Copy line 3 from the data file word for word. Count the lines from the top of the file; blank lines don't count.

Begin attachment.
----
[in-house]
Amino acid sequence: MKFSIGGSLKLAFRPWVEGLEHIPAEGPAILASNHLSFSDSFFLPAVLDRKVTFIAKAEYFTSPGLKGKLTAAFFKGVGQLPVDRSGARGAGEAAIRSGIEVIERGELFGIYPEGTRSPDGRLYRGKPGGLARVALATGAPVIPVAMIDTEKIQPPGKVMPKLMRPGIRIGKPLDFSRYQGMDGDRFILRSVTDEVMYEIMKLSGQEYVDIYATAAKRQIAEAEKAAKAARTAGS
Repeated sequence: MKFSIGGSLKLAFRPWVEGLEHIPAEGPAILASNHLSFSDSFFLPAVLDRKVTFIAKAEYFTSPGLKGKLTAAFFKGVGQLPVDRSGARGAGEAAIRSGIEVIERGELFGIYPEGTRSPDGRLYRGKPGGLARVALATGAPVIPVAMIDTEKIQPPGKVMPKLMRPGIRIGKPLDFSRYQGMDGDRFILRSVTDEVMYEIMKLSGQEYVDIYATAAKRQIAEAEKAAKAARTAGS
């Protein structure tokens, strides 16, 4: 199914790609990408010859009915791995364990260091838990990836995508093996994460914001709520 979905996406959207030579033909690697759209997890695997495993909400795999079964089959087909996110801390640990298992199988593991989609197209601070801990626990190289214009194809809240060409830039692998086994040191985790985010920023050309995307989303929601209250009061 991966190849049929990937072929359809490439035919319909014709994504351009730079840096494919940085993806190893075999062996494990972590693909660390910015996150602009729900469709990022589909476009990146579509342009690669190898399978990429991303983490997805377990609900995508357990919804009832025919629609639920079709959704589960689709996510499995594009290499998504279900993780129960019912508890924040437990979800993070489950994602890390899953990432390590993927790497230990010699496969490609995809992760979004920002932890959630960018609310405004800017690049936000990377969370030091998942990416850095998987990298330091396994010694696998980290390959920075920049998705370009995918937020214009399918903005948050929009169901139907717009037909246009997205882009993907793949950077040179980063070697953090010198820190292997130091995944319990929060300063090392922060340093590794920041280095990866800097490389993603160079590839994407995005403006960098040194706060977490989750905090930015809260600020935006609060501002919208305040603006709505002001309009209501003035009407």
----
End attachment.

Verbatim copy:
Repeated sequence: MKFSIGGSLKLAFRPWVEGLEHIPAEGPAILASNHLSFSDSFFLPAVLDRKVTFIAKAEYFTSPGLKGKLTAAFFKGVGQLPVDRSGARGAGEAAIRSGIEVIERGELFGIYPEGTRSPDGRLYRGKPGGLARVALATGAPVIPVAMIDTEKIQPPGKVMPKLMRPGIRIGKPLDFSRYQGMDGDRFILRSVTDEVMYEIMKLSGQEYVDIYATAAKRQIAEAEKAAKAARTAGS